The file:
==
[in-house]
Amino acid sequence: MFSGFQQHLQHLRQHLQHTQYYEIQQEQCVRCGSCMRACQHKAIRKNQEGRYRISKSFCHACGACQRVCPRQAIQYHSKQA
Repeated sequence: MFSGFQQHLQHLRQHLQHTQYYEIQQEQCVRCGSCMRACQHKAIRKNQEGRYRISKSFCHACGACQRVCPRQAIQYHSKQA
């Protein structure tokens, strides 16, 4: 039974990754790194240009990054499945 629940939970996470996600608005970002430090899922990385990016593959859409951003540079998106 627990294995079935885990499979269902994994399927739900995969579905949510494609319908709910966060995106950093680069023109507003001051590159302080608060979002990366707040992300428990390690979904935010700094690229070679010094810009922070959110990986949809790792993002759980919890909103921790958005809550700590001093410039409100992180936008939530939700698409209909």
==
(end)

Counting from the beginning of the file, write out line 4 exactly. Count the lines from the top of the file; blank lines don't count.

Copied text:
């Protein structure tokens, strides 16, 4: 039974990754790194240009990054499945 629940939970996470996600608005970002430090899922990385990016593959859409951003540079998106 627990294995079935885990499979269902994994399927739900995969579905949510494609319908709910966060995106950093680069023109507003001051590159302080608060979002990366707040992300428990390690979904935010700094690229070679010094810009922070959110990986949809790792993002759980919890909103921790958005809550700590001093410039409100992180936008939530939700698409209909």